Dried fruits must be conditioned prior to storage. Conditioning is the process of evenly distributing moisture present in the dried fruit to prevent mold growth. Condition dried fruit by placing it in a plastic or glass container, sealing, and storing for 7 days to 10 days. Shake containers daily to distribute moisture. If condensation occurs, place fruit in the oven or dehydrator for more drying and repeat the conditioning process.
Cool-dried food should be placed in a closed container that has been washed and dried before storing. Home-canning jars are good containers for storing dried foods. Store in a cool, dry, and dark place.
Dried foods can maintain quality for up to a year depending on the storage temperature. The cooler the storage temperature, the longer dehydrated foods will last.
Dried fruits and vegetables may be reconstituted (restoring moisture) by soaking the food in water. Time for reconstituting will depend on the size and shape of the food and the food itself. Most dried fruits can be reconstituted within 8 hours, whereas most dried vegetables take only 2 hours.
To prevent growth of microorganisms, dried fruits and vegetables should be reconstituted in the refrigerator. One cup of dried fruit will yield approximately 1½ cups of reconstituted fruit. One cup of dried vegetable will yield approximately 2 cups of reconstituted vegetable. Reconstituted fruits and vegetables should be cooked in the water in which they were soaking.
Jerky can be made from almost any lean meat, including pork, venison, and smoked turkey. Jerky made from meat is of particular concern because dehydrators rarely reach temperatures beyond 140°F. This temperature is not high enough to kill harmful microorganisms that may be present on meat. Before dehydration, precook meat to 160°F, and precook poultry to 165°F. For best results, precook meat by roasting in marinade.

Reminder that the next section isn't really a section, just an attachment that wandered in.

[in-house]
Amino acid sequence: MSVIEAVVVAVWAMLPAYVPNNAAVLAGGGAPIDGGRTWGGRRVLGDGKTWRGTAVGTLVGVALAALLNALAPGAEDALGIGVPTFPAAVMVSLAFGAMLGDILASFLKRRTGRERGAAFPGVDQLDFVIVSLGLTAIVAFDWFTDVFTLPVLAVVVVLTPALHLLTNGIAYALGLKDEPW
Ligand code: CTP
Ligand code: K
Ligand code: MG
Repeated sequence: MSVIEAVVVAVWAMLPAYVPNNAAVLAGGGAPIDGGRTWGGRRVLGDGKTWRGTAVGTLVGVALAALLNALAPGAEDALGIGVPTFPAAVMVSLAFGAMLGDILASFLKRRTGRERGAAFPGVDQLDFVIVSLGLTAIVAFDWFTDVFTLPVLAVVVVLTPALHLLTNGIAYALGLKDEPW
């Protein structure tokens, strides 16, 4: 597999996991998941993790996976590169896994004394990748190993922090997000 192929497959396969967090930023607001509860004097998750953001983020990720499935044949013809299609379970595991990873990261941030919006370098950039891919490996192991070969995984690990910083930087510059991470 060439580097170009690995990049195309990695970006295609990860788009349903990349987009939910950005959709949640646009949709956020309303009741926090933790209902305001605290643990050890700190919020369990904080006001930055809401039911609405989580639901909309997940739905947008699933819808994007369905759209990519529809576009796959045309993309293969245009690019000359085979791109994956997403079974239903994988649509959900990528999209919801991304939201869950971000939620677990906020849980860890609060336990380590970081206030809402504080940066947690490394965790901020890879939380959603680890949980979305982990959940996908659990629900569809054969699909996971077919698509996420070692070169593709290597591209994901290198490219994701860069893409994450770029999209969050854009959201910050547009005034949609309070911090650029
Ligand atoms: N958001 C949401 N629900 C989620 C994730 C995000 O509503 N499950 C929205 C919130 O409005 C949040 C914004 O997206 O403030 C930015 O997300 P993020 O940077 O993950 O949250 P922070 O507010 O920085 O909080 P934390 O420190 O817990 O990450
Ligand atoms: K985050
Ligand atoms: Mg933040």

To prepare meat for jerky, make sure that safe meat handling procedures are followed.
Slice partially frozen meat into strips no thicker than ¼ inch. Trim and discard any fat. Meat can be marinated for flavor and tenderness. Many marinade recipes can be used, including this recipe taken from Andress and Harrison, 2006.
Combine all ingredients. Place strips of meat in a shallow pan and cover with marinade. Cover and refrigerate 1 hour to 2 hours or overnight. Heating meat to reduce chances of food-borne illness should be done at the end of marinating. Bringing strips and marinade to a boil for about 5 minutes will accomplish this. Drain.
Drain strips on a clean, absorbent towel. Place strips in a single layer, making sure they don’t touch or overlap. Dehydrate at 140°F until a test piece will crack, but not snap, when bent. Remove dried strips from rack and cool.
If the meat strips were not heated to 160°F in marinade prior to drying, you may want to do this in an oven after drying. Place the dried strips on a baking sheet and cook at for 275°F, or until meat reaches 160°F. This process adds an additional safety step to the process.
Meat strips should be packaged in glass jars or heavy plastic storage bags. Jerky can be stored at room temperature for 2 weeks in a sealed container. For the longest shelf life, flavor, and quality jerky, store in the refrigerator or freezer.
Publication adapted from Tim Roberts, Ruby Cox, 1999. Drying Fruits and Vegetables
Virginia Cooperative Extension materials are available for public use, re-print, or citation without further permission, provided the use includes credit to the author and to Virginia Cooperative Extension, Virginia Tech, and Virginia State University.
Issued in furtherance of Cooperative Extension work, Virginia Polytechnic Institute and State University, Virginia State University, and the U.S. Department of Agriculture cooperating. Alan L. Grant, Dean, College of Agriculture and Life Sciences; Edwin J. Jones, Director, Virginia Cooperative Extension, Virginia Tech, Blacksburg; Jewel E. Hairston, Administrator, 1890 Extension Program, Virginia State, Petersburg.
June 1, 2009